The Gundersen Health System Podiatric Medicine and Surgery Residency is a three-year program leading to eligibility for certification examination by the American Board of Podiatric Surgery. The program is accredited by the Council of Podiatric Medical Education as a Podiatric Medicine and Surgery-36, and in 2010 is approved to accept 2 residents per year. By 2012, a total of 6 residents will train yearly at Gundersen in both the clinical and surgical aspects of podiatric medicine.
One of the strengths of the residency is that it blends inpatient and outpatient experiences to more closely resemble the practice of podiatric physicians. It also offers both primary care and tertiary care opportunities in a very busy practice. Residents see the routine and more unusual cases in the clinic, hospital and in surgery. Because there are no fellows to compete for cases and many of the medical specialties do not have residents of their own, there is an unusual training opportunity to gain extensive hands-on experiences from day one. Residents have opportunities to teach students who come here for their fourth year clerkships in podiatric medicine from podiatry schools in California, Ohio, Pennsylvania, Illinois, Iowa, Florida, New York and Arizona.
The Podiatric Medicine and Surgery department is staffed by seven board-certified podiatrists who provide care through nearly 20,000 patient visits in clinic practice and a total of 750 surgical patients per year. Our exceptional record of 100 percent of our graduates passing the American Board of Podiatric Surgery certification exams on their first attempt reflects our faculty’s commitment to teaching. Our focus is to train podiatric physicians who are excellent clinicians and understand the basic science behind surgical procedures. Most of our graduated residents go on to group practices, including clinics with collaborating podiatric and medical specialists. Some of our residents have gone on to podiatric or orthopedic fellowships to gain extra training in reconstructive rear-foot procedures before joining the workforce.
Our attending staff members — medical and podiatric — are always available to answer questions and value close working relationships with residents. Because Gundersen is a teaching hospital focused on training upcoming physicians, every department is committed to enhancing the education of the podiatric resident. No distinction is made between podiatric residents and others in training programs in terms of responsibilities. We offer lectures, small group discussions as well as interactive conferences where attending and resident physicians discuss cases.
During the three years, residents rotate through many departments and gain experience with approximately 15 non-podiatry departments. Residents gain experience with internal medicine conditions and round on the floor with the internal medicine teams treating a full range of medical conditions. Other medical rotations include: anesthesia, rheumatology, behavioral medicine, radiology, infectious disease, general/vascular surgery, emergency medicine, dermatology, pathology, endocrinology, and plastic surgery. Residents report to, and work closely with, the staff physician in charge of each teaching service and the other interns and residents, creating a nurturing rather than adversarial teaching atmosphere. This is a work environment we believe prepares better physicians and enhances patient care.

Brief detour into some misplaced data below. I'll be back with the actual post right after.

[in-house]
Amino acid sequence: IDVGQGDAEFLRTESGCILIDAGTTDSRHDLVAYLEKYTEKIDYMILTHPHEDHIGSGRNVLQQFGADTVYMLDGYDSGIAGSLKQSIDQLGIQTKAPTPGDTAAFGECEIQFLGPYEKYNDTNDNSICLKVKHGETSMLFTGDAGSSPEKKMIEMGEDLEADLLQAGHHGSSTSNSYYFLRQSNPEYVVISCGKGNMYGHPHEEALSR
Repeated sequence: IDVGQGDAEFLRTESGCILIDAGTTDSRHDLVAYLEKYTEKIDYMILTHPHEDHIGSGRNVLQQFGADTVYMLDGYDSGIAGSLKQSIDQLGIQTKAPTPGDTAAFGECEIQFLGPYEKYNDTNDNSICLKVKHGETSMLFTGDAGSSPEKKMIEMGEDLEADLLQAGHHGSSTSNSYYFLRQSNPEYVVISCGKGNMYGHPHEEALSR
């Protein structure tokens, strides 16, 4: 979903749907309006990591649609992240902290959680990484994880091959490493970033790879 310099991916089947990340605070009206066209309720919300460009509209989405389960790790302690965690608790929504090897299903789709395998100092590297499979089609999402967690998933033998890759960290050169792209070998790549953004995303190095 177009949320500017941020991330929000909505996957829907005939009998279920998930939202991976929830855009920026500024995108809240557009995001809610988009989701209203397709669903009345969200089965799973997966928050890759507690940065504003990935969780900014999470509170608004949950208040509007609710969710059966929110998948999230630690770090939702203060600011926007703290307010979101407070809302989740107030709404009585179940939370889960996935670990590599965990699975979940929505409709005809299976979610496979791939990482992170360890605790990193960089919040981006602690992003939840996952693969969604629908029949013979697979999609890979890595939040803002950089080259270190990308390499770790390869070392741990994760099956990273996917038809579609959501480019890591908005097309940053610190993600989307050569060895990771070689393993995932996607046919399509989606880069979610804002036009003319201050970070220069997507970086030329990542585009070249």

Residents rotate through several orthopedic/surgical departments as well during the three year residency. One of the reasons Gundersen has such an effective training program is that podiatric physicians and orthopedists are colleagues, rather than competitors for patients. Podiatric Medicine & Surgery residents rotate through orthopedics and pediatric orthopedics, taking call for orthopedic problems. The residents are also on call and spend a month side-by-side with the orthopedic trauma service. Residents also rotate through the Gundersen Sports Medicine Clinic, where they learn about foot-related sports injuries, rehabilitation and prevention. In addition, podiatric residents spend part of their time in community service, including giving lectures to groups about foot and lower leg problems and providing foot care for residents of area nursing homes.
Our podiatric medicine & surgery physicians are also interested in clinical research. Residents are expected to publish in a peer-reviewed journal during their residency. They are also expected to complete an original research project during their third year program. We view these requirements as important to developing skills in using medical literature and in creating a desire to find answers to problems that podiatric surgeons experience in practice. We provide the support residents need to do research and publishing and give them full credit for work they do as first author or co-author of these papers.